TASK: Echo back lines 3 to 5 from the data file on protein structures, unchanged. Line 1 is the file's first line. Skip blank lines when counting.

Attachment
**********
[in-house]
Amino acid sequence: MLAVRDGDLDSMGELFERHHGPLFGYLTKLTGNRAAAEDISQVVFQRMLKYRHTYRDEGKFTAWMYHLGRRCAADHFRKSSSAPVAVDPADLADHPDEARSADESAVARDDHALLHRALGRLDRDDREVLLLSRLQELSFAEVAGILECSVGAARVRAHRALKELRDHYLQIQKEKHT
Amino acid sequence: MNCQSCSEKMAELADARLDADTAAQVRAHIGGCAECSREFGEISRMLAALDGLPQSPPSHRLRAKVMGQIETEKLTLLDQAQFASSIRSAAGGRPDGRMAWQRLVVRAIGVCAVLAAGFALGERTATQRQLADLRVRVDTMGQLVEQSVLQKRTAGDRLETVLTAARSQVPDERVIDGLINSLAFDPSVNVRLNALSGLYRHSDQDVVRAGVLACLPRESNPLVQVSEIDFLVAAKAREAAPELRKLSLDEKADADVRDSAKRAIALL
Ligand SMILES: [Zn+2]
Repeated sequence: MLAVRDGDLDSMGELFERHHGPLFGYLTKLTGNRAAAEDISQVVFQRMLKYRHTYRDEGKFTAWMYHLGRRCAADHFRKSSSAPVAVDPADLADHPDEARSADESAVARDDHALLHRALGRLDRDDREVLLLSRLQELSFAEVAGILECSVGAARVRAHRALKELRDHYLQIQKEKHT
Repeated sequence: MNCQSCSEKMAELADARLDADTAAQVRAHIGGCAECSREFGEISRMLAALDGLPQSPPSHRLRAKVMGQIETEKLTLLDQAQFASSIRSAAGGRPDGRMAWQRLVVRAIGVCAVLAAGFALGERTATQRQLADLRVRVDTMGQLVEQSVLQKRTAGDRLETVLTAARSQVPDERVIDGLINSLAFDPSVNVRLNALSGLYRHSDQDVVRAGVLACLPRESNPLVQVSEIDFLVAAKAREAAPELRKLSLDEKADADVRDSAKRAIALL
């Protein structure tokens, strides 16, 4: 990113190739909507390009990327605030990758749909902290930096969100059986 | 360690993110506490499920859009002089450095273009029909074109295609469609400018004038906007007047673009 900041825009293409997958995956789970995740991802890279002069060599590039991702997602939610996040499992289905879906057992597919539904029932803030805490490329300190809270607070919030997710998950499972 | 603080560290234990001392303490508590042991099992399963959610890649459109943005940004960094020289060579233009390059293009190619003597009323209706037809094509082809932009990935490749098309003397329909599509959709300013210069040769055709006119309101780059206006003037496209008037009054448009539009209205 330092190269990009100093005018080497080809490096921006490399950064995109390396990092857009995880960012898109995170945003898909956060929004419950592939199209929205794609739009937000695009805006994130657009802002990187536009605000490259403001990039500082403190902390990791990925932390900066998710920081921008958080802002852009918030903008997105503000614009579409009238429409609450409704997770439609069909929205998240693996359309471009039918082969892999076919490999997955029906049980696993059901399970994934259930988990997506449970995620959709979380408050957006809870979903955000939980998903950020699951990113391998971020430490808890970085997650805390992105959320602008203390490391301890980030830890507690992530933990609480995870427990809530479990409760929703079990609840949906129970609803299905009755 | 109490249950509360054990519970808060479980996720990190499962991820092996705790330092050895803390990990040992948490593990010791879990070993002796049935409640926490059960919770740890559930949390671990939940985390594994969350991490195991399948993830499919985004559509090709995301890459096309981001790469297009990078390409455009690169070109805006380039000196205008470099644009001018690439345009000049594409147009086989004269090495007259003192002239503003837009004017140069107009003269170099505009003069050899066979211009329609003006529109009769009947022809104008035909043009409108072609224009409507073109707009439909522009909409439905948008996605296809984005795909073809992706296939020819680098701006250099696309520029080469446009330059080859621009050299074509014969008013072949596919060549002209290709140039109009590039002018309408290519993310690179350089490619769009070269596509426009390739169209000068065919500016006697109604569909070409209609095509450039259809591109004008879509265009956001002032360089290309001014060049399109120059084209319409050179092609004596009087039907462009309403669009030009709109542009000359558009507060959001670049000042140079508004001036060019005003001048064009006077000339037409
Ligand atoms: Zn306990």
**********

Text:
Amino acid sequence: MNCQSCSEKMAELADARLDADTAAQVRAHIGGCAECSREFGEISRMLAALDGLPQSPPSHRLRAKVMGQIETEKLTLLDQAQFASSIRSAAGGRPDGRMAWQRLVVRAIGVCAVLAAGFALGERTATQRQLADLRVRVDTMGQLVEQSVLQKRTAGDRLETVLTAARSQVPDERVIDGLINSLAFDPSVNVRLNALSGLYRHSDQDVVRAGVLACLPRESNPLVQVSEIDFLVAAKAREAAPELRKLSLDEKADADVRDSAKRAIALL
Ligand SMILES: [Zn+2]
Repeated sequence: MLAVRDGDLDSMGELFERHHGPLFGYLTKLTGNRAAAEDISQVVFQRMLKYRHTYRDEGKFTAWMYHLGRRCAADHFRKSSSAPVAVDPADLADHPDEARSADESAVARDDHALLHRALGRLDRDDREVLLLSRLQELSFAEVAGILECSVGAARVRAHRALKELRDHYLQIQKEKHT